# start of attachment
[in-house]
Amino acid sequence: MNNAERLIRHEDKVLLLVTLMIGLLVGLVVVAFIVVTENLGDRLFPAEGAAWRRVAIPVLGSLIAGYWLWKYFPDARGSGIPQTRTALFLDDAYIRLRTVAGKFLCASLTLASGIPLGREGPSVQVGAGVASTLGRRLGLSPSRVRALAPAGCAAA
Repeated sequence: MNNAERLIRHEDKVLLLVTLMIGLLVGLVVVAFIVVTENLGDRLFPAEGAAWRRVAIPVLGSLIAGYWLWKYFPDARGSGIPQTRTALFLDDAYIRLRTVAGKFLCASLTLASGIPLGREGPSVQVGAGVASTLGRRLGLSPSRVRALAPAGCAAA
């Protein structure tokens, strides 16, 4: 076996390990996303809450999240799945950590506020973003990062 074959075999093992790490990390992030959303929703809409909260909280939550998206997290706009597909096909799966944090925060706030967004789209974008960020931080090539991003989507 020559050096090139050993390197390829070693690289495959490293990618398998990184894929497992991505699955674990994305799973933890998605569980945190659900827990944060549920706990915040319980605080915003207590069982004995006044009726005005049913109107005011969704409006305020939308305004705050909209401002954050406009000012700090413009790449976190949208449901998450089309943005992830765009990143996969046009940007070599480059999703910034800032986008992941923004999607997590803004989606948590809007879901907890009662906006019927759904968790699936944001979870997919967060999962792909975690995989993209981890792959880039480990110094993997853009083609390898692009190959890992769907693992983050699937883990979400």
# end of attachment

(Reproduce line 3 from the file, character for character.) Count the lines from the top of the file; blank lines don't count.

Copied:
Repeated sequence: MNNAERLIRHEDKVLLLVTLMIGLLVGLVVVAFIVVTENLGDRLFPAEGAAWRRVAIPVLGSLIAGYWLWKYFPDARGSGIPQTRTALFLDDAYIRLRTVAGKFLCASLTLASGIPLGREGPSVQVGAGVASTLGRRLGLSPSRVRALAPAGCAAA